Since I wrote this, CrashBurn’s ratings have gone downhill exponentially – appropriately enough, like a graph of a Gen X’rs career (well, my own anyway).

Channel Ten must be now praying for the return of ratings like those of the Week 2 “slump” – 890,000 – given that Week 7 (the first week in its new 9.30pm slot) saw it down to 461,000, and last Monday (Week 9) saw the show score a breathtakingly low 138,187 viewers nationally.

Ten, clearly not impressed, but nonetheless seemingly committed – contractually or otherwise – to seeing the 13-epper out, has now moved CrashBurn into the 10.30pm slot for its final, four-ep limp along the home straight.

I’m not sure whether CrashBurn was also made from the start with an eye on (and some upfront pre-sale dollars from) the international sales market. If so, the show’s tanking might not be solely the fault of its demographic klutziness – “the arbiter of what foreign audiences want from Australian TV”, Catherine Payne, may well have gone over the draft script with her tragic wand, her prescriptive pen of cultural-blandness:

"Australian TV networks . . . know that when they rely on funding from overseas, there are certain things they can do to make [shows] more internationally appealing," she says. For example, Payne says Australians tend to talk very quickly so the diction of our actors remains critical, and she also requests that colloquialisms be removed from scripts unless absolutely necessary. "I will look at a show and ask them to focus less on this area and more on that, bearing in mind the international sales," she says.

Thursday, October 09, 2003

Son (and Daughter) of Boomer emerges – and it ain’t pretty

Whaddya get when the most selfish, conceited generation in history breeds? More of the same, of course – but the scary thing is that the spawn of greed and excess are now adults.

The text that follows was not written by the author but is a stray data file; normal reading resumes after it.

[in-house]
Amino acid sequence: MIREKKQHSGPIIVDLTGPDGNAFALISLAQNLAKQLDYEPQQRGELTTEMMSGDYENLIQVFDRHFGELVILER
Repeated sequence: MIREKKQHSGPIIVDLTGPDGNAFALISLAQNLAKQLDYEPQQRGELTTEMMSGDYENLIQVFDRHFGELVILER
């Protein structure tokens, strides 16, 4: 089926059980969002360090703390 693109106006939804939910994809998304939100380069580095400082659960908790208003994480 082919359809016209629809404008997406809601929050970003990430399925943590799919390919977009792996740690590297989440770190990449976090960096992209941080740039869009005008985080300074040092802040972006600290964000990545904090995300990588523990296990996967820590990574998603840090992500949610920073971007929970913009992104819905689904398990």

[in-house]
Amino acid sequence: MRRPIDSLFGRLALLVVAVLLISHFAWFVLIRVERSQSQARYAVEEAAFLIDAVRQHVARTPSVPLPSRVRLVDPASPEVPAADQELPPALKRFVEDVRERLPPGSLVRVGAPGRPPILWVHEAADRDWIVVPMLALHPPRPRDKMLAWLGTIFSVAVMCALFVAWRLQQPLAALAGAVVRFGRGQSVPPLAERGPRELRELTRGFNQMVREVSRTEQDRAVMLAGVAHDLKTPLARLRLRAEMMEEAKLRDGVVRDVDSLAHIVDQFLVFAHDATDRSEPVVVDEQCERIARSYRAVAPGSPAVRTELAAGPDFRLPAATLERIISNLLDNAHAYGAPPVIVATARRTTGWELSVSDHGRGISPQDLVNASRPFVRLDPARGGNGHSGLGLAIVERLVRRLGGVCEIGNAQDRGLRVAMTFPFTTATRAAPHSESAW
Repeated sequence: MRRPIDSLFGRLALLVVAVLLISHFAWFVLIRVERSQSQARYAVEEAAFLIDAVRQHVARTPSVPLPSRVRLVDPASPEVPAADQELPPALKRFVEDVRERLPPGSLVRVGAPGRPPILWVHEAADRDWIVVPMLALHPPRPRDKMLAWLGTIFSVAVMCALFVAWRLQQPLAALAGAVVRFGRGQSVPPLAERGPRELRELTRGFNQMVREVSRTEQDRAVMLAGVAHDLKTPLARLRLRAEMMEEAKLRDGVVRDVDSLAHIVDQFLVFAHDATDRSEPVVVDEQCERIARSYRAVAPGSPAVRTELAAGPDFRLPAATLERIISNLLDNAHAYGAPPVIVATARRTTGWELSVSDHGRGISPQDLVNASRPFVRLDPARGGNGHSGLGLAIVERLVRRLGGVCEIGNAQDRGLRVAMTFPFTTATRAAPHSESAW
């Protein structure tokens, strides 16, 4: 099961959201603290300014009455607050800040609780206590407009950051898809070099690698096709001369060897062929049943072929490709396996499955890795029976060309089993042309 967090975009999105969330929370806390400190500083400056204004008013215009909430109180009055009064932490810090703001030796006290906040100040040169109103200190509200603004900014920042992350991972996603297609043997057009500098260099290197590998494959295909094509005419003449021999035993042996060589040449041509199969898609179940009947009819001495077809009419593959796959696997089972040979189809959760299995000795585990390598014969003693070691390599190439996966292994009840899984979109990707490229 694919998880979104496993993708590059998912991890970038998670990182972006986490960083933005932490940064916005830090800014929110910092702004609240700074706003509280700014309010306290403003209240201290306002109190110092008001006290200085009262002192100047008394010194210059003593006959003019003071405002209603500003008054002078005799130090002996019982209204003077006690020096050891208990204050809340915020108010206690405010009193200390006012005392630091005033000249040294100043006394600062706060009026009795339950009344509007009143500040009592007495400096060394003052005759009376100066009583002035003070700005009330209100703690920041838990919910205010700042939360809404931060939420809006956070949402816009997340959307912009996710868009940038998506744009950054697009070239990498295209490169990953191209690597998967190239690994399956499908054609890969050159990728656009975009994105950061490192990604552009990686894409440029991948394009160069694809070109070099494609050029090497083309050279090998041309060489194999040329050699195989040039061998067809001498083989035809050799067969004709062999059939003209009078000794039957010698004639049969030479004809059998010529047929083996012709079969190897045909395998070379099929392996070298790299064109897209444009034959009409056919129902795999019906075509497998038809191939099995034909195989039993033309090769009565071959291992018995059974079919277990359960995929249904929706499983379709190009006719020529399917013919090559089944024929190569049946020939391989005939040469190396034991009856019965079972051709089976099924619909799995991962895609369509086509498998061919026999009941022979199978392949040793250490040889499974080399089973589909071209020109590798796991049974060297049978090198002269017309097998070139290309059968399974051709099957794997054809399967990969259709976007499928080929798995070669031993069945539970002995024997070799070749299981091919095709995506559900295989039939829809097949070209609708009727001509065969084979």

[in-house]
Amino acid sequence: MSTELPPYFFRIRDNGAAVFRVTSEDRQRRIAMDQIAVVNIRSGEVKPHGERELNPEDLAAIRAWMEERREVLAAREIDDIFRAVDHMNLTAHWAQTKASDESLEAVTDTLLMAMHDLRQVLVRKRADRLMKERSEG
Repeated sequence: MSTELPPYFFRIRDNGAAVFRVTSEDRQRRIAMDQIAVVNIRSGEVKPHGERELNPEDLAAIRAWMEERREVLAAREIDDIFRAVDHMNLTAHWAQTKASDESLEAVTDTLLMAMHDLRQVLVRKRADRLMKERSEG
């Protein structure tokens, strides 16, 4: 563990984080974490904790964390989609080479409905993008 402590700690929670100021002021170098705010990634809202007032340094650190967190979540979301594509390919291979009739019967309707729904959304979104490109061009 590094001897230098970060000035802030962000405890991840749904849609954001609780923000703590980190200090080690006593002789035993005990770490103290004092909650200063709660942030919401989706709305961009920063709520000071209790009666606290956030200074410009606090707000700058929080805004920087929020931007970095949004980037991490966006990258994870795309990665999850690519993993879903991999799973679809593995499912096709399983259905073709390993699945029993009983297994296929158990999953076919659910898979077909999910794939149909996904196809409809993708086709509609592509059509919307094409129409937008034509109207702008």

None of this is really news, of course. But as the lavish and well-lubricated (I assume) launch party last night of this Nike ad, sorry, report into Generation Y has already recouped its “investment” – via today’s saturation, uncritical media coverage – I thought I’d better poop this cynical little boomer-marketeers party.

First, note the demographic parameters set up in the report – Generation Y apparently covers those born between 1975 and 1987. A starting year which happens to annex a Poland-size proportion of the years generally allocated to Gen X (1963-1978), meaning that Gen X is denied the dignity of least having a 15 year running time. Actually though, I don’t care about this latest indignity, of Gen X being relegated to a demographic rump, an inter-generational interstice.

In fact, Generation Y can roll on in, with its conquering tanks, all the way back to those born in the early 70s, as far as I’m concerned. The reason being that this all the better differentiates my generation (or what’s left of it) from what came before and after it – we are not the children of boomers. (Or alternatively, of those of us born in the sixties to very young (boomer) parents, these have never subsequently forgiven us for the costs we caused them – endless such hardships ranging from having to do fewer drugs in the sixties, to having to liquidate a few shares in September 1987 (ha!) to set aside for the kids’ uni fees.)

Make no mistake then – Generation Y’s kiddies are truly cut from their parent’s own cloth. This may sound paradoxical – after all, weren’t boomers the generation for flaunting all authority, including that of the parental kind? Even more saliently, doesn’t Generation Y share – however reluctantly – Gen X’s foundational badge of honour, in being a generation whose lifetime living standard, on average, is significantly below that of their parents? How has Generation Y's anger response to being ripped-off been so sublimated and, moreover, how has their parents’ rank hypocrisy been transformed into an autochthonous (= coming from nowhere) authority over their offspring?

One magic word explains how Generation Y has been able to inwardly thrive in such improbable circumstances – sycophancy. This is a generation which is not merely at peace with authority; it can’t help itself from fingering open the fly of power, wherever it sees it, and then pleasuring its orb. This is a generation 62% of which say Australia is becoming too much like America, but which rates Nike – the epitome of American boomer mediocrity (and a client of the report’s commissioners) – as its favourite brand. This is a generation which is not so much indulged by its parents as pimped and primed daily for a life of “mini-me” vacuous materialism.

I could go on like this for quite a bit more, like railing against “the Glitterazzi” – the “largely conscience-free”*, me-and-my-material-possessions-first group who are the supposedly dominant, 25% of Generation Y. Unfortunately, though, I’m already starting to sound too “in my day”-ish already. I’ll leave then, on a different-but-related note, of oh-so-Boomer observedness (NOT) about the youth of today